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Unit three.docx

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University of Guelph
SOC 2070
Andrew Robinson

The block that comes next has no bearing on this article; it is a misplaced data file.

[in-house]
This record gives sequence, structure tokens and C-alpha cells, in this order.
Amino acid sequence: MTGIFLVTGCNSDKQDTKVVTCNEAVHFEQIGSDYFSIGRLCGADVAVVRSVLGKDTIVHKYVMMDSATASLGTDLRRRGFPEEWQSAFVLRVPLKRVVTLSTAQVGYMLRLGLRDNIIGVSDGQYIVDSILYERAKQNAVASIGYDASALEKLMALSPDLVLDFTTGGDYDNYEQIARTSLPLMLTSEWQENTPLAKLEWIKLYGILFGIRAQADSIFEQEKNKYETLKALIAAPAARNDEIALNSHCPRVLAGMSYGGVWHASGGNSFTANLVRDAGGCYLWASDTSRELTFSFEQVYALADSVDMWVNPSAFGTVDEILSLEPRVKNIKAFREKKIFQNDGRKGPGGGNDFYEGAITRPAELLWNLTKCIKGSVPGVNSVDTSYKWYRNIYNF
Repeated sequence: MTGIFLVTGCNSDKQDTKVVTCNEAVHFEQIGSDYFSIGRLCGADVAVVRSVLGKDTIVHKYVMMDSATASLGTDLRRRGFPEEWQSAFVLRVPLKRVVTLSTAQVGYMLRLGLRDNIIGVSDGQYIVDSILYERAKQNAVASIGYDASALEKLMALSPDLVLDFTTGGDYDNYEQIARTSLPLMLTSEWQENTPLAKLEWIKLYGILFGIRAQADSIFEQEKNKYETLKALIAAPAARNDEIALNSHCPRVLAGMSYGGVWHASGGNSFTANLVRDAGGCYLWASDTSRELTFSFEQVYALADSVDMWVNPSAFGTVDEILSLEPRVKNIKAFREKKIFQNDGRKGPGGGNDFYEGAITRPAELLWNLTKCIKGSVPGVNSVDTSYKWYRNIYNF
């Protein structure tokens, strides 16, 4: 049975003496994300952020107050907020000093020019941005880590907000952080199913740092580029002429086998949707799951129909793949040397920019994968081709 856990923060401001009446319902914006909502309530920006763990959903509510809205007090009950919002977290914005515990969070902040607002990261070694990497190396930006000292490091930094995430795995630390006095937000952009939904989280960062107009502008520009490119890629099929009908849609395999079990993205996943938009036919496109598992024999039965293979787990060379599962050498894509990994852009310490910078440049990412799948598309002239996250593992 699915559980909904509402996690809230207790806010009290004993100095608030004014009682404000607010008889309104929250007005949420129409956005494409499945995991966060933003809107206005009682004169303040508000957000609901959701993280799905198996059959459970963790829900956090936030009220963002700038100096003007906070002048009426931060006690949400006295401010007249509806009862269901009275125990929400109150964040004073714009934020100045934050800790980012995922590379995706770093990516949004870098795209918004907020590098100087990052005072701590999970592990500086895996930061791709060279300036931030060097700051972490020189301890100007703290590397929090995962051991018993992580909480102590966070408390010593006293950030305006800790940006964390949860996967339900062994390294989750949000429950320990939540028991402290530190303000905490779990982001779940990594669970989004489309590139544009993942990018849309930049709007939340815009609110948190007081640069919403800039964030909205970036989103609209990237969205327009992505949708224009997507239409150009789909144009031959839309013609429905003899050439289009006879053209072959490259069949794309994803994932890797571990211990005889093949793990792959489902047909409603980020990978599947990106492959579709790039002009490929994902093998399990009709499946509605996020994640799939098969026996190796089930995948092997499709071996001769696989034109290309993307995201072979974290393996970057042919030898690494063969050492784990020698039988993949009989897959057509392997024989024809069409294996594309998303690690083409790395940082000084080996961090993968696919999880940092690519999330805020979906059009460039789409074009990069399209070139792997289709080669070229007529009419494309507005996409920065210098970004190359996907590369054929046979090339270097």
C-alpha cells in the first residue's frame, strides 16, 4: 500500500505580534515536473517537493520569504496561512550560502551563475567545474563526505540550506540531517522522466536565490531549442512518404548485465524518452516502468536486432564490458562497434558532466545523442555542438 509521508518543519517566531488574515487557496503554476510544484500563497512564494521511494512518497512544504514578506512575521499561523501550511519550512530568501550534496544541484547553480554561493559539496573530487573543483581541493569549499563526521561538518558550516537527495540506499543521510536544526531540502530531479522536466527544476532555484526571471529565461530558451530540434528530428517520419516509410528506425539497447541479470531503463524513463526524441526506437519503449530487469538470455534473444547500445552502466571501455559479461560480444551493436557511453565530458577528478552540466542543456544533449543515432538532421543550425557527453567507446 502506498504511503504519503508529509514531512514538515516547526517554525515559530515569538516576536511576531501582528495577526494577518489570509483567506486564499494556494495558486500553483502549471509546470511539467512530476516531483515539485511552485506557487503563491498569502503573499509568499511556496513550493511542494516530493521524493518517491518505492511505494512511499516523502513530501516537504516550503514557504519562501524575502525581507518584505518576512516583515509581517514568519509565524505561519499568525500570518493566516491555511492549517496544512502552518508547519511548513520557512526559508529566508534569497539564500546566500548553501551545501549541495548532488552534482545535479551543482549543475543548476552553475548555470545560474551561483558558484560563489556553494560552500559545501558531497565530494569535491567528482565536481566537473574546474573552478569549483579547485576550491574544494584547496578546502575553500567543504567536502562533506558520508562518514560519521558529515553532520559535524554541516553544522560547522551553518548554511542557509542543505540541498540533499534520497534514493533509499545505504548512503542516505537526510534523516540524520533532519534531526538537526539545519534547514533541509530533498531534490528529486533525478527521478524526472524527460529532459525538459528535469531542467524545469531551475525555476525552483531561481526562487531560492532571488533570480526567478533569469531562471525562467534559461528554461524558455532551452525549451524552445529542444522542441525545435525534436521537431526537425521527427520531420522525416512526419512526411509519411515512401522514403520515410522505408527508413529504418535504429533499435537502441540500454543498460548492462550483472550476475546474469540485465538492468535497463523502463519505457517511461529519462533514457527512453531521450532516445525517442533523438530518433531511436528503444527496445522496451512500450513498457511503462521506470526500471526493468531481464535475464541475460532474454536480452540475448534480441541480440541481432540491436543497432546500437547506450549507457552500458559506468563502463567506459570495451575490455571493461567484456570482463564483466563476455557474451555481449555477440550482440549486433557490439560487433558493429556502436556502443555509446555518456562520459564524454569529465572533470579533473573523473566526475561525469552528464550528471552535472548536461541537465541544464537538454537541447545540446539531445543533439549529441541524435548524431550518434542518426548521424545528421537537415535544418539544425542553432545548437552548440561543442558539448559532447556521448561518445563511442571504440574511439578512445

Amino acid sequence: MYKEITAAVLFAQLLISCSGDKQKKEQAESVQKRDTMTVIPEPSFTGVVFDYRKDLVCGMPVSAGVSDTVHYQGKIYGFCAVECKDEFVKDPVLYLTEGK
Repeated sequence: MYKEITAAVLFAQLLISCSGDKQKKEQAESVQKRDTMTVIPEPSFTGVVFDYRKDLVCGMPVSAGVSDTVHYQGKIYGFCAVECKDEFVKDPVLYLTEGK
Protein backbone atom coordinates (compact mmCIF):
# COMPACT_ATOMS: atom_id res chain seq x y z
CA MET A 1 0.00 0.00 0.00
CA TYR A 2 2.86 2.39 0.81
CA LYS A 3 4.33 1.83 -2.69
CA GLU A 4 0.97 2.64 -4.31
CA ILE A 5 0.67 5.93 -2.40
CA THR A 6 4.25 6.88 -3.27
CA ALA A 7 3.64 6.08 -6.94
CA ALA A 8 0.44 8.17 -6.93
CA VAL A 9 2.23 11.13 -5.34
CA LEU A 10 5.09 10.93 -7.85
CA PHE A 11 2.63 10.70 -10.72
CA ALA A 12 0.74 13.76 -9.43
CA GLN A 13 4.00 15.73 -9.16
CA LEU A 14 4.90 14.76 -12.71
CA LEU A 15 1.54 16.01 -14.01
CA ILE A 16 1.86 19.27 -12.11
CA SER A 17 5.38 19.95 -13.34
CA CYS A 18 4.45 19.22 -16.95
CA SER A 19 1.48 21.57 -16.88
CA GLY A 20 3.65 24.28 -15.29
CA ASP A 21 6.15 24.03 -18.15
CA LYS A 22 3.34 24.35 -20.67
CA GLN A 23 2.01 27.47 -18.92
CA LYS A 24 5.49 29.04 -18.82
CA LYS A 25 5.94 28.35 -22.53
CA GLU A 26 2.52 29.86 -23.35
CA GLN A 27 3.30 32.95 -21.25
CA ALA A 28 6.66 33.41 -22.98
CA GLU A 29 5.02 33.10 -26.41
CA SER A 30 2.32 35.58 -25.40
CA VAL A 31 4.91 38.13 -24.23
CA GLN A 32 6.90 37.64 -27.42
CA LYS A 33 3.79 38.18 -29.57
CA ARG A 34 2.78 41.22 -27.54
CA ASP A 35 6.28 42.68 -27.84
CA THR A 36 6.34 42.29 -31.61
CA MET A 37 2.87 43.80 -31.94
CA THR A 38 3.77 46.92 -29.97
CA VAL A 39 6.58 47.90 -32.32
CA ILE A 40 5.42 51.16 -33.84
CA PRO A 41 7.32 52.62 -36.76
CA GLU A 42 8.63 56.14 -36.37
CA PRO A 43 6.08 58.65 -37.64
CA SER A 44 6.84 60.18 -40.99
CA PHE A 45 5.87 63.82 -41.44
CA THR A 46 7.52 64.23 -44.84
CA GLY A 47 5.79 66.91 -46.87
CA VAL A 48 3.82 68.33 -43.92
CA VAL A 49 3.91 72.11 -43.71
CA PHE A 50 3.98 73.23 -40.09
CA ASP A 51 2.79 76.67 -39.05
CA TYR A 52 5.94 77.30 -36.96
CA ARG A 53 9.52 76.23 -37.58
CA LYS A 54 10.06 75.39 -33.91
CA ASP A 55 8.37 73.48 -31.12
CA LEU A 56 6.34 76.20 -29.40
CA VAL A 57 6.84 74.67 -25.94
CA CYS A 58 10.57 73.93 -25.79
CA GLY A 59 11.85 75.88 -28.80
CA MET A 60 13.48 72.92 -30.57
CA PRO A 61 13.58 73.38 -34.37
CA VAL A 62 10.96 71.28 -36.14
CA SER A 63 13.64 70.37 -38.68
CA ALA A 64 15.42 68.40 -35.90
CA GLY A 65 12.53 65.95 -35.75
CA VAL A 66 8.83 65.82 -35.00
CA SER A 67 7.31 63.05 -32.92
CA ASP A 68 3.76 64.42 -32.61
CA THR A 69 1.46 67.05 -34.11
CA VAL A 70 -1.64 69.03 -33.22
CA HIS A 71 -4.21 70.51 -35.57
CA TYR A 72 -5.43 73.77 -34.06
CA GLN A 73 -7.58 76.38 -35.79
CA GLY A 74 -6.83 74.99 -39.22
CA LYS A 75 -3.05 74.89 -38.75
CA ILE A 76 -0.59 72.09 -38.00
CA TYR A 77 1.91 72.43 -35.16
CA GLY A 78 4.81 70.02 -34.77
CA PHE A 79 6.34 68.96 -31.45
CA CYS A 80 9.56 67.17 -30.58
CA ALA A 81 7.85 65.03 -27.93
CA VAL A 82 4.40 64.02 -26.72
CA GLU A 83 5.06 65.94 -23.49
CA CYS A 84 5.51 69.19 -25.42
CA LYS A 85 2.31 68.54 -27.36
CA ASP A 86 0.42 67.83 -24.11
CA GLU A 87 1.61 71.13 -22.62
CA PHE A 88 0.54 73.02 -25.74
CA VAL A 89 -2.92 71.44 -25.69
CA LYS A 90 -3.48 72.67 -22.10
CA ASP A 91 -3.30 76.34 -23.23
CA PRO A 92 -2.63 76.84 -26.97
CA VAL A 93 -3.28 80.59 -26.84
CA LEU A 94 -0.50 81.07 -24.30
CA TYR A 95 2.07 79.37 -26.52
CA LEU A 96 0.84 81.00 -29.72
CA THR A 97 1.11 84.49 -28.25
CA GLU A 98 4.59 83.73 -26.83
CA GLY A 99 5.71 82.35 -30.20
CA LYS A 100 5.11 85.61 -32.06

Unit three: Chapter three Social Constructionist Theories of Social Deviance  Social constructionists are known for probing deeply behind the conventions and common sense norms of society to attempt to discover the reasons why we believe as a product of our social interaction.  Social constructionism is very important because it demonstrates how symbols can move people: turning a piece of cloth into a flag, for instance. The Subjective  “If men define situations as real, they are real in their consequences”  This would relate to both imaginary deviance and labeling and is a key part of social constructionism as well as Symbolic Interactionism  In the same Interactive tradition comes Labelling Theory: It is more of a perspective than a theory or paradigm.  It basically says that people do different things often because they are labeled differently. The Structural  Structural theories explain individual behaviour and thoughts by the actions of large groups and institutions, ultimately saying that the individual is created by society  Emile Durkheim’s paradigm sometimes called social realism, promotes the idea that society creates all ideas and societies need for social solidarity comes first before individual needs and decisions.  Conflict theory in contrast suggests that social order is imposed on the powerless by the powerful for their own interests Labeling Theory  The causes of primary deviance are polygenetic and can happen for more than one reason.  If caught and condemned, the person is labeled as deviant, and hobbled with this identity of stigma  They will often have to commit additional acts if deviance; this is called secondary deviance Deviance as a Cause of Social Solidarity  Emile Durkheim developed the idea that deviance can also be seen as a cause of conformity and solidarity  Emile Durkheim can be considered both a positivist and a social constructionist: Durkheim would say that sometimes a little deviance is necessary or normal if it reminds us to our values, and that deviance can be normal and pathological if it threatebed society’s social solidarity and order.  Durkeim would reject the notion that deviance is to be explained psychologically by innate factors within the individual.  Durkheim pointed out that if everyone became law-abiding we would then need stricter laws until more popele became criminals—it is our condemnation of rule breakers that reassures us that we are good people and keeps us united Structural- Functionalism—The Epitome of Consensus  The Structural-Functionalist paradigm was founded in the 30s by Talcott Parsons, and developed later by Robert Merton.  It is assumed that the reason things happen in a society is that they benefit someone, even if this benefit is obscure.  Structural Functionalusts would say that people do things because they are motivated to do so  The mainstream Structural Functionalist paradigm of Parsons would say that sometimes our deviance h
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